Postprandial Glycemic and Insulinemic Effects of the Addition of Aqueous Extracts of Dried Corn Silk, Cumin Seed Powder or Tamarind Pulp, in Two Forms, Consumed With High Glycemic Index Rice

Postprandial Glycemic and Insulinemic Effects of the Addition of Aqueous Extracts of Dried Corn Silk, Cumin Seed Powder or Tamarind Pulp, in Two Forms, Consumed With High Glycemic Index Rice
Title:
Postprandial Glycemic and Insulinemic Effects of the Addition of Aqueous Extracts of Dried Corn Silk, Cumin Seed Powder or Tamarind Pulp, in Two Forms, Consumed With High Glycemic Index Rice
Other Titles:
Foods
DOI:
10.3390/foods8100437
Publication Date:
24 September 2019
Citation:
Haldar, S., Gan, L., Tay, S. L., Ponnalagu, S., & Henry, C. J. (2019). Postprandial Glycemic and Insulinemic Effects of the Addition of Aqueous Extracts of Dried Corn Silk, Cumin Seed Powder or Tamarind Pulp, in Two Forms, Consumed with High Glycemic Index Rice. Foods (Basel, Switzerland), 8(10), 437. https://doi.org/10.3390/foods8100437
Abstract:
Several plant-based traditional ingredients in Asia are anecdotally used for preventing and/or treating type 2 diabetes. We investigated three such widely consumed ingredients, namely corn silk (CS), cumin (CU), and tamarind (TA). The aim of the study was to determine the effects of aqueous extracts of these ingredients consumed either as a drink (D) with high-glycemic-index rice or added to the same amount of rice during cooking (R) on postprandial glycemia (PPG), insulinemia (PPI), and blood pressure (BP), over a 3 h measurement period. Eighteen healthy Chinese men (aged 37.5 ± 12.5 years, BMI 21.8 ± 1.67 kg/m2) took part in a randomized crossover trial, each completing up to nine sessions. Compared to the control meal (plain rice + plain water), the addition of test extracts in either form did not modulate PPG, PPI, or BP. However, the extracts when added within rice while cooking gave rise to significantly lower PPI than when consumed as a drink (p < 0.01). Therefore, the form of consumption of phytochemical-rich ingredients can differentially modulate glucose homeostasis. This study also highlights the need for undertaking randomized controlled clinical trials with traditional foods/components before claims are made on their specific health effects.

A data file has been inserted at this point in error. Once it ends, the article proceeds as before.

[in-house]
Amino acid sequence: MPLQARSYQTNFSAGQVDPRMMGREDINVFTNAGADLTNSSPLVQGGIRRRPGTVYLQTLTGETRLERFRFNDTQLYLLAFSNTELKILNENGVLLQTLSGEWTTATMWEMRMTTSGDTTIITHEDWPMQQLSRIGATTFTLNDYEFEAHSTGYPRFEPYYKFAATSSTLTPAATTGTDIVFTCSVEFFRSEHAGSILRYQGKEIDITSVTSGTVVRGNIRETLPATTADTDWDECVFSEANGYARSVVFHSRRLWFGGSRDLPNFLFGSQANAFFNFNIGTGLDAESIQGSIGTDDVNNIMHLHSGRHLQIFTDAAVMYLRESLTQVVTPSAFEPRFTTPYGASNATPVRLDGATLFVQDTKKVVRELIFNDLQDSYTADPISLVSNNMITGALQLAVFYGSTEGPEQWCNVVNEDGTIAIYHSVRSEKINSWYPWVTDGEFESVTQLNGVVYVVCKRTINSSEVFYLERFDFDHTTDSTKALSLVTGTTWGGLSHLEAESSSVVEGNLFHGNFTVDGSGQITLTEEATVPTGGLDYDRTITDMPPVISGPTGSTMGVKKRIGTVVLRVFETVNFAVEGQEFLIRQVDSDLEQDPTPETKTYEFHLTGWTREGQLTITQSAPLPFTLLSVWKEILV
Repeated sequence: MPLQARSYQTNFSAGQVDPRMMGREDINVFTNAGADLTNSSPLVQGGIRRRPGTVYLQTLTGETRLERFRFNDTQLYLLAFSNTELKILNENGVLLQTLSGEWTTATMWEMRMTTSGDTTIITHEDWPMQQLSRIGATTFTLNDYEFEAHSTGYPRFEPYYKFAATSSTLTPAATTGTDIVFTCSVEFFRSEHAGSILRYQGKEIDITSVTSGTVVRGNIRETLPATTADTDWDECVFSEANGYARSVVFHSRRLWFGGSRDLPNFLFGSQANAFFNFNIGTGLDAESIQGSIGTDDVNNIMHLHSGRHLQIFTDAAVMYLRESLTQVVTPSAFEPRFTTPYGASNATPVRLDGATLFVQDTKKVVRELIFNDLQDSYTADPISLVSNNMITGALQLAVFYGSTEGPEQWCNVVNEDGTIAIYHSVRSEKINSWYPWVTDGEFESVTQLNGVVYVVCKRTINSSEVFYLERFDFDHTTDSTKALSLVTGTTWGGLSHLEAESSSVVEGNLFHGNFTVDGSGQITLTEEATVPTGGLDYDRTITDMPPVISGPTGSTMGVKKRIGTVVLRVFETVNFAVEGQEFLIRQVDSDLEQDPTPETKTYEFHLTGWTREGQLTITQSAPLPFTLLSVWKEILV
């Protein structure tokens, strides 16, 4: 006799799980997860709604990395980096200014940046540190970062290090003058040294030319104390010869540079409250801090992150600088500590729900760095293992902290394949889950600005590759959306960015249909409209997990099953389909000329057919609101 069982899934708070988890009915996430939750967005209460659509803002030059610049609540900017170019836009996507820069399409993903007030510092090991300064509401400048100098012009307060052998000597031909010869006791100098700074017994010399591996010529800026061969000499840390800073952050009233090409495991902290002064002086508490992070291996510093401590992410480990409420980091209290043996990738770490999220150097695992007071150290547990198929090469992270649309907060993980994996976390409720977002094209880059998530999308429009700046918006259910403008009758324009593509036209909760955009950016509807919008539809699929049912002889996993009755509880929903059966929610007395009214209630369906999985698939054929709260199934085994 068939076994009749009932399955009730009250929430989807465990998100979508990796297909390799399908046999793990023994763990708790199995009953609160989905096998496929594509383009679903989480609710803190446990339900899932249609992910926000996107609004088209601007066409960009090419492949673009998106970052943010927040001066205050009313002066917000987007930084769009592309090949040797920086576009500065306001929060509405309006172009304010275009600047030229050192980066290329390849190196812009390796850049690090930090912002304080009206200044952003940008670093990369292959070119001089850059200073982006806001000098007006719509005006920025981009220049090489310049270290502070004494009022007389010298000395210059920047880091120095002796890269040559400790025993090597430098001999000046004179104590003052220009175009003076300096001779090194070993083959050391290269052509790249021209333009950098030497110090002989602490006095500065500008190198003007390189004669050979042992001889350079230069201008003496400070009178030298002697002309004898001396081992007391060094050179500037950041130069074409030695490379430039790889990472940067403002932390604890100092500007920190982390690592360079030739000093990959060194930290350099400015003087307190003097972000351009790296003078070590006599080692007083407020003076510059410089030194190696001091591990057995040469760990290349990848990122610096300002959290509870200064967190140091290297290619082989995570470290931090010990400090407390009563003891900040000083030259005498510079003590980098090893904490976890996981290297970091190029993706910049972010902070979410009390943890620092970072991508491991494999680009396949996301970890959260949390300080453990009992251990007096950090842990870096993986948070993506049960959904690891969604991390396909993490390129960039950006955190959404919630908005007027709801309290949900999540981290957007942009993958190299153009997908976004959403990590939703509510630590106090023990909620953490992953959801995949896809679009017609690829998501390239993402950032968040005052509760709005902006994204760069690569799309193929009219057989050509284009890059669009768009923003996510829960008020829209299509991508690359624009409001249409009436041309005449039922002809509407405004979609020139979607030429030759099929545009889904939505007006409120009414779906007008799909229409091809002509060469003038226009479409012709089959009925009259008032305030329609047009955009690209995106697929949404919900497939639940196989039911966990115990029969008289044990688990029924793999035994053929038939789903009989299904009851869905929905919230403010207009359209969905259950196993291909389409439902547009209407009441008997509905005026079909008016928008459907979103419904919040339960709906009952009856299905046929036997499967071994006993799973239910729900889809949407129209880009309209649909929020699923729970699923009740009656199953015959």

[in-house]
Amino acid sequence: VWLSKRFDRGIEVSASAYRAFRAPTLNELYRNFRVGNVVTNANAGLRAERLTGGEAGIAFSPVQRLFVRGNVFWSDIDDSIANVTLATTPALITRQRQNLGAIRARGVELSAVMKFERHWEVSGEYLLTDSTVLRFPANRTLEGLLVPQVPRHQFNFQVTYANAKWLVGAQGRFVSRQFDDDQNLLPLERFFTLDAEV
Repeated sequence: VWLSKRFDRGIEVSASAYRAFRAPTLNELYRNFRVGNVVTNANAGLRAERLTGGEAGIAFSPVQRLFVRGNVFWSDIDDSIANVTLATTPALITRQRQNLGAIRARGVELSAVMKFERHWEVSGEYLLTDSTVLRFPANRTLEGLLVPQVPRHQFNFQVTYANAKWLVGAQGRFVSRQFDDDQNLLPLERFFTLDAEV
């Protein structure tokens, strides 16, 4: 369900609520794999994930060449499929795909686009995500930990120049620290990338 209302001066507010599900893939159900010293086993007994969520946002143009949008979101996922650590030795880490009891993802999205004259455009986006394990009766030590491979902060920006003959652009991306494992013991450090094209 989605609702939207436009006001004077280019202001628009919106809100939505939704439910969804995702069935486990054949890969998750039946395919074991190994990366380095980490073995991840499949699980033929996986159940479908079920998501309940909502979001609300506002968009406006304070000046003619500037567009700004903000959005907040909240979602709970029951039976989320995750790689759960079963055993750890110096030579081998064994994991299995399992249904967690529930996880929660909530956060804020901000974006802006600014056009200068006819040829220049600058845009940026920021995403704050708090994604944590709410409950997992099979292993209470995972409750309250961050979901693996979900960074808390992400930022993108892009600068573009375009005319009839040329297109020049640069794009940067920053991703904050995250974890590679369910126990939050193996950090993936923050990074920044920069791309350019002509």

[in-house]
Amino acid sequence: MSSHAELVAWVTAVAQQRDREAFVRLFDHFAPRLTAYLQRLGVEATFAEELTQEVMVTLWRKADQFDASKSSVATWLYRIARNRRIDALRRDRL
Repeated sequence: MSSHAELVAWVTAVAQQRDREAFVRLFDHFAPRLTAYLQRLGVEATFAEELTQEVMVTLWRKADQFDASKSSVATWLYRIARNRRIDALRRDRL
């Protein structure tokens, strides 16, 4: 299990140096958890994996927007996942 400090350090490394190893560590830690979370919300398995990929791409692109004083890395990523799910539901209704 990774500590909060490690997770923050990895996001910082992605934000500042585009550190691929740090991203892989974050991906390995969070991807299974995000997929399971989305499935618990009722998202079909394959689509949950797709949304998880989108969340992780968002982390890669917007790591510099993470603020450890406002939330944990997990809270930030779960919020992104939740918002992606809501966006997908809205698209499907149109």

License type:
http://creativecommons.org/licenses/by/4.0/
Funding Info:
This research was funded by the Singapore Institute for Clinical Sciences, Singapore, and the APC was funded by the Singapore Institute for Clinical Sciences, Singapore
Description:
This article is an open access article distributed under the terms and conditions of the Creative Commons Attribution (CC BY) license (http://creativecommons.org/licenses/by/4.0/).
ISSN:
2304-8158
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